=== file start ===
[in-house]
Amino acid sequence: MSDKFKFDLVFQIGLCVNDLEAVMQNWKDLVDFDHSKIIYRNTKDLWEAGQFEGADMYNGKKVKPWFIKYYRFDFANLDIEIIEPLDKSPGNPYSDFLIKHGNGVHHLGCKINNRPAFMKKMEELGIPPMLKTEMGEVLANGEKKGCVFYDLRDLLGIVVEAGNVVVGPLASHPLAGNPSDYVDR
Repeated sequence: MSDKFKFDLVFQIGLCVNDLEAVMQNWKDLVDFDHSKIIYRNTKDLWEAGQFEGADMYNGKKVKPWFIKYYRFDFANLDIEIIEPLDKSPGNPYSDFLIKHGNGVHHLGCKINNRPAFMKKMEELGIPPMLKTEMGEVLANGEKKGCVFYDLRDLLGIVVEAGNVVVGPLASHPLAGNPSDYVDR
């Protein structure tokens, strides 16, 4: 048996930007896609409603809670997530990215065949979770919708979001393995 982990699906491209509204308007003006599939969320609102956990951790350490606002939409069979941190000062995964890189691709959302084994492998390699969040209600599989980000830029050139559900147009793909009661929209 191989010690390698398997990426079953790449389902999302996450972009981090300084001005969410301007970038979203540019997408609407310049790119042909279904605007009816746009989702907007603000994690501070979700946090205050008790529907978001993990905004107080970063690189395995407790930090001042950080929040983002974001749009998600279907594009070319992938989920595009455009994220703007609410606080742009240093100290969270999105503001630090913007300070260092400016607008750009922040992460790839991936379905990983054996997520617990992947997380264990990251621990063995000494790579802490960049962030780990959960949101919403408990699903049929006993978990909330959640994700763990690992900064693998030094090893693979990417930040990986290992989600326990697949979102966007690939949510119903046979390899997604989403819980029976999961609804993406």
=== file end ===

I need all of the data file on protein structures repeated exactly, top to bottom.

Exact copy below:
[in-house]
Amino acid sequence: MSDKFKFDLVFQIGLCVNDLEAVMQNWKDLVDFDHSKIIYRNTKDLWEAGQFEGADMYNGKKVKPWFIKYYRFDFANLDIEIIEPLDKSPGNPYSDFLIKHGNGVHHLGCKINNRPAFMKKMEELGIPPMLKTEMGEVLANGEKKGCVFYDLRDLLGIVVEAGNVVVGPLASHPLAGNPSDYVDR
Repeated sequence: MSDKFKFDLVFQIGLCVNDLEAVMQNWKDLVDFDHSKIIYRNTKDLWEAGQFEGADMYNGKKVKPWFIKYYRFDFANLDIEIIEPLDKSPGNPYSDFLIKHGNGVHHLGCKINNRPAFMKKMEELGIPPMLKTEMGEVLANGEKKGCVFYDLRDLLGIVVEAGNVVVGPLASHPLAGNPSDYVDR
């Protein structure tokens, strides 16, 4: 048996930007896609409603809670997530990215065949979770919708979001393995 982990699906491209509204308007003006599939969320609102956990951790350490606002939409069979941190000062995964890189691709959302084994492998390699969040209600599989980000830029050139559900147009793909009661929209 191989010690390698398997990426079953790449389902999302996450972009981090300084001005969410301007970038979203540019997408609407310049790119042909279904605007009816746009989702907007603000994690501070979700946090205050008790529907978001993990905004107080970063690189395995407790930090001042950080929040983002974001749009998600279907594009070319992938989920595009455009994220703007609410606080742009240093100290969270999105503001630090913007300070260092400016607008750009922040992460790839991936379905990983054996997520617990992947997380264990990251621990063995000494790579802490960049962030780990959960949101919403408990699903049929006993978990909330959640994700763990690992900064693998030094090893693979990417930040990986290992989600326990697949979102966007690939949510119903046979390899997604989403819980029976999961609804993406």